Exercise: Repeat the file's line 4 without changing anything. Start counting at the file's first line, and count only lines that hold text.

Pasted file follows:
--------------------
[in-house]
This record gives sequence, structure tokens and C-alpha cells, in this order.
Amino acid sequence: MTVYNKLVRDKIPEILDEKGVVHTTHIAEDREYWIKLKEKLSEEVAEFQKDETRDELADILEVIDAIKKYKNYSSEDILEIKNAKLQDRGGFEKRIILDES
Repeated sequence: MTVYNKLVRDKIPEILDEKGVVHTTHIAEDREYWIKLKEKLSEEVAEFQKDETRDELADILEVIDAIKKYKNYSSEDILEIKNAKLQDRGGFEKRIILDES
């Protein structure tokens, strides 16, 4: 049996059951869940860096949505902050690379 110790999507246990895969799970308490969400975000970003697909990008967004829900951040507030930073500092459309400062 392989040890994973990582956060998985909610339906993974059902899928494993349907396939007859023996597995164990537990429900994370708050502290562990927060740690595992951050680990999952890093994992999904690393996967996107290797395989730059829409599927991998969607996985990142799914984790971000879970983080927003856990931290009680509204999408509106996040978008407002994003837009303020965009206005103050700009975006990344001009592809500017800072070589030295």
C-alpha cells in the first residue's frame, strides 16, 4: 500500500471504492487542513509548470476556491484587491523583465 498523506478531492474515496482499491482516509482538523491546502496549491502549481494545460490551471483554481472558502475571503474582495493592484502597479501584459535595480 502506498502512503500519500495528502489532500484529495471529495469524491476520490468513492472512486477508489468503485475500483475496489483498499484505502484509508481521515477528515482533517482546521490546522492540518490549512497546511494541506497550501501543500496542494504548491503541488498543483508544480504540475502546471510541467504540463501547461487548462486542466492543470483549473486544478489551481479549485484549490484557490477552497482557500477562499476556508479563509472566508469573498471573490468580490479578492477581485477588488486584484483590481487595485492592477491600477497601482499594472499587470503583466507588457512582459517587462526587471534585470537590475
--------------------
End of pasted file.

Repeated sequence: MTVYNKLVRDKIPEILDEKGVVHTTHIAEDREYWIKLKEKLSEEVAEFQKDETRDELADILEVIDAIKKYKNYSSEDILEIKNAKLQDRGGFEKRIILDES